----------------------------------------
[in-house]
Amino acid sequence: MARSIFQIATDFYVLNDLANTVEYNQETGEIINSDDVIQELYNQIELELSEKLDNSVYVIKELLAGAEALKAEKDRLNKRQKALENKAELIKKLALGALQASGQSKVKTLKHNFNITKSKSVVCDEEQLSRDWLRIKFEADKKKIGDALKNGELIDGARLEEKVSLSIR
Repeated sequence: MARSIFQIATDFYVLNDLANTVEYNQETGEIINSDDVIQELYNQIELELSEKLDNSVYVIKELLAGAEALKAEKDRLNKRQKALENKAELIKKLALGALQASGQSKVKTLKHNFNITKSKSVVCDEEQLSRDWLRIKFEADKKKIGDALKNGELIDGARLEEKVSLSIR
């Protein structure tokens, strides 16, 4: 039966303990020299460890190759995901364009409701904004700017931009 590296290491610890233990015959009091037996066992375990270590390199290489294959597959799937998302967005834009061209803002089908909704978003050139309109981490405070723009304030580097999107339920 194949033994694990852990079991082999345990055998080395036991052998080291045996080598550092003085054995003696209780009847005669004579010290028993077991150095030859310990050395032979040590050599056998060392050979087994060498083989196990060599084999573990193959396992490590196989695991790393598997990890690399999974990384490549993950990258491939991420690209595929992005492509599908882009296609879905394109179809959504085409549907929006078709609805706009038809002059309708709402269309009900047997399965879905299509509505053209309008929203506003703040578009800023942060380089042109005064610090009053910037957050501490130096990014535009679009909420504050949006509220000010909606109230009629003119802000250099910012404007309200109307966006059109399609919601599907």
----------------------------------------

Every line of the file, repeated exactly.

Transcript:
[in-house]
Amino acid sequence: MARSIFQIATDFYVLNDLANTVEYNQETGEIINSDDVIQELYNQIELELSEKLDNSVYVIKELLAGAEALKAEKDRLNKRQKALENKAELIKKLALGALQASGQSKVKTLKHNFNITKSKSVVCDEEQLSRDWLRIKFEADKKKIGDALKNGELIDGARLEEKVSLSIR
Repeated sequence: MARSIFQIATDFYVLNDLANTVEYNQETGEIINSDDVIQELYNQIELELSEKLDNSVYVIKELLAGAEALKAEKDRLNKRQKALENKAELIKKLALGALQASGQSKVKTLKHNFNITKSKSVVCDEEQLSRDWLRIKFEADKKKIGDALKNGELIDGARLEEKVSLSIR
């Protein structure tokens, strides 16, 4: 039966303990020299460890190759995901364009409701904004700017931009 590296290491610890233990015959009091037996066992375990270590390199290489294959597959799937998302967005834009061209803002089908909704978003050139309109981490405070723009304030580097999107339920 194949033994694990852990079991082999345990055998080395036991052998080291045996080598550092003085054995003696209780009847005669004579010290028993077991150095030859310990050395032979040590050599056998060392050979087994060498083989196990060599084999573990193959396992490590196989695991790393598997990890690399999974990384490549993950990258491939991420690209595929992005492509599908882009296609879905394109179809959504085409549907929006078709609805706009038809002059309708709402269309009900047997399965879905299509509505053209309008929203506003703040578009800023942060380089042109005064610090009053910037957050501490130096990014535009679009909420504050949006509220000010909606109230009629003119802000250099910012404007309200109307966006059109399609919601599907």